Julia’s Last Hope by Janette Oke

Book reviews are subjective. I tend to rate books not according to how “perfect” they are, seem to be, or are said to be in general but rather to how perfect they are to me.

Julia’s Last Hope by Janette Oke

My rating: 4 of 5 stars

When the lumber mill closes down in Calder Springs, it essentially spells sudden doom for the town. But Julia is determined to find a way to keep the town going and to hold on to her home for her family in Julia’s Last Hope by author Janette Oke.

This is at least the third time I’ve read this novel over the years, from one of my all-time favorite series, Women of the West. Sure, some of the aspects still aren’t my cup of tea (too many dashes making much of the dialogue jerky, tears so frequent that they lose their effect, and other issues). Even so, while some of the stylistic and delivery choices here aren’t what I go for in ChristFic now, there are reasons why I keep returning to this series.

In the case of Julia’s story, even knowing the ending already, I had to see the process again. The eerie feeling in the streets and among the remaining townsfolk as a “ghost town” cloud starts creeping over the place. The questions and uncertainties. The way Julia’s industrious idea brings about outcomes she wouldn’t have foreseen and lessons she wouldn’t have learned otherwise.

Plus, wholesome novels that are easy to digest are still great to mix in between heavier reads. I’ll again be making my way back around to this series of standalone novels in the near future.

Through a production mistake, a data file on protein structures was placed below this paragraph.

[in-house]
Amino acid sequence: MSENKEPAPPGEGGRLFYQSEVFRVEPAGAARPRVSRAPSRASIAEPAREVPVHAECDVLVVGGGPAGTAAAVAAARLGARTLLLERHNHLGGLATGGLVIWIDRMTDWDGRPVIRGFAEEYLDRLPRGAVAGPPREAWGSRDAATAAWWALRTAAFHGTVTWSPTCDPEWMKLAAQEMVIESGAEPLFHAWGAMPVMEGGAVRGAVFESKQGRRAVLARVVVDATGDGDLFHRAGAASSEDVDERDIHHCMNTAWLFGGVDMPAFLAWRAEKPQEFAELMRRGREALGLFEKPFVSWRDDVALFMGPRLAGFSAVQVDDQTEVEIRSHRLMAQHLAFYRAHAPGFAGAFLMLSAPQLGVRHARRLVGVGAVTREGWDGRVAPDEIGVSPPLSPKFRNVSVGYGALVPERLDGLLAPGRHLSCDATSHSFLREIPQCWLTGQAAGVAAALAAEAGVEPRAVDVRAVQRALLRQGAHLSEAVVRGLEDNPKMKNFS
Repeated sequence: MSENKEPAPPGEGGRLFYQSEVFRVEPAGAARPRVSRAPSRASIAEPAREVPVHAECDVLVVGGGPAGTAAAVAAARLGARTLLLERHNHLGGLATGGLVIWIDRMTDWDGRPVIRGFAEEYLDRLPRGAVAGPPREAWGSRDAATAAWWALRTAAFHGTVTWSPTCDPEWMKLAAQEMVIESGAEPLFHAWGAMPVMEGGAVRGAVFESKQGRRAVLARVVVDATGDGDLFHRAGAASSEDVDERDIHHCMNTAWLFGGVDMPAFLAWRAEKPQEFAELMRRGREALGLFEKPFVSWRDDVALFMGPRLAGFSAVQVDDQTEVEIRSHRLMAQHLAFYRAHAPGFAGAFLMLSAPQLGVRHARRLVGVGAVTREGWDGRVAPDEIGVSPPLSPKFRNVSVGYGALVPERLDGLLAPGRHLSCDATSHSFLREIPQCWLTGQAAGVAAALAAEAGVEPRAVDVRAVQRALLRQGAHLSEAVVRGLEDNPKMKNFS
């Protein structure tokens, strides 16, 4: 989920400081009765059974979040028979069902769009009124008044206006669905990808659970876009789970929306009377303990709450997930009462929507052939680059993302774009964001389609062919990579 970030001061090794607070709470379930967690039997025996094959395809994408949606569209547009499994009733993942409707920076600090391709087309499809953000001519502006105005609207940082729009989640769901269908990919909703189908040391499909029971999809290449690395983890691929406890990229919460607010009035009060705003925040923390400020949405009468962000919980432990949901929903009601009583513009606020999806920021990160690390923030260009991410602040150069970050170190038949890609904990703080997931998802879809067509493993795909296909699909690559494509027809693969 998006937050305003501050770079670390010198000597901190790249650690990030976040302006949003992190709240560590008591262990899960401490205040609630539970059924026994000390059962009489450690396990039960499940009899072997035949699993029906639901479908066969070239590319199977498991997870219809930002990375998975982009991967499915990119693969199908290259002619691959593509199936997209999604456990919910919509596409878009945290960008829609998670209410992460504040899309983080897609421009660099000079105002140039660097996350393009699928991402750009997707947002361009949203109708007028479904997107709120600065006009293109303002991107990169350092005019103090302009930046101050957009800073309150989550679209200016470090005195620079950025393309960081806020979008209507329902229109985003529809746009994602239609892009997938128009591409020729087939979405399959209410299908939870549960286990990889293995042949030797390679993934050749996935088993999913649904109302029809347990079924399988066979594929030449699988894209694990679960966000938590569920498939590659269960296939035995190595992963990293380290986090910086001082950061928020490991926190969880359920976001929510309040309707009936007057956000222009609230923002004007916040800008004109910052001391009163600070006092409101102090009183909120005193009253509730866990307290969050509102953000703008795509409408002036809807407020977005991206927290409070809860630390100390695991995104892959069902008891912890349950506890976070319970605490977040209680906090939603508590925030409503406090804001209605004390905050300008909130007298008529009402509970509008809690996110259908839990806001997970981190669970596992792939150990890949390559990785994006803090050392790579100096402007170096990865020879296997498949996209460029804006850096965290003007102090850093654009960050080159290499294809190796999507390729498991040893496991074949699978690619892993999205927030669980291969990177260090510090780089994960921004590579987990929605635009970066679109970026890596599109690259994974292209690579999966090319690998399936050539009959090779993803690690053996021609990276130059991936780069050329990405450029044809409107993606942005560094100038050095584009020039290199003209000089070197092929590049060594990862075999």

Heart of the Wilderness by Janette Oke

Book reviews are subjective. I tend to rate books not according to how “perfect” they are, seem to be, or are said to be in general but rather to how perfect they are to me.

Heart of The Wilderness by Janette Oke

My rating: 3 of 5 stars

When Kendra is orphaned at a very young age, her grandfather, George, sees no better choice than to take her to live with him in the backwoods. But given that George has lived alone as a trapper for years, the life he provides Kendra, away from the city, may not be enough for her in Heart of the Wilderness by author Janette Oke.

I first read this novel a number of years ago, so it didn’t hold any big surprises for me. Indeed, it’s not the kind of read for major surprises or twists. It’s a simple, easygoing story with only a few characters most of the way through.

Now, while I’ve enjoyed a good deal of this author’s easy reading over the years, this one almost seems to wander along the path of Kendra’s childhood, girlhood, and young womanhood. There’s not really a driving focus until quite late in the book. Then the last few chapters awkwardly rush to pull the faith theme together, to introduce some rather last-minute characters, and also to squeeze in a new, underdeveloped romance.

Nevertheless, even with the weaknesses I recognize in these novels, I still consider the Women of the West series to be one of my all-time favorites. It’s trailblazing fiction: some of the first of its kind in ChristFic as we now know it. Historical stories that are easy to digest but that also tuck some important nuggets inside.

 

The Bluebird and the Sparrow by Janette Oke

Book reviews are subjective. I tend to rate books not according to how “perfect” they are, seem to be, or are said to be in general but rather to how perfect they are to me.

The Bluebird and the Sparrow by Janette Oke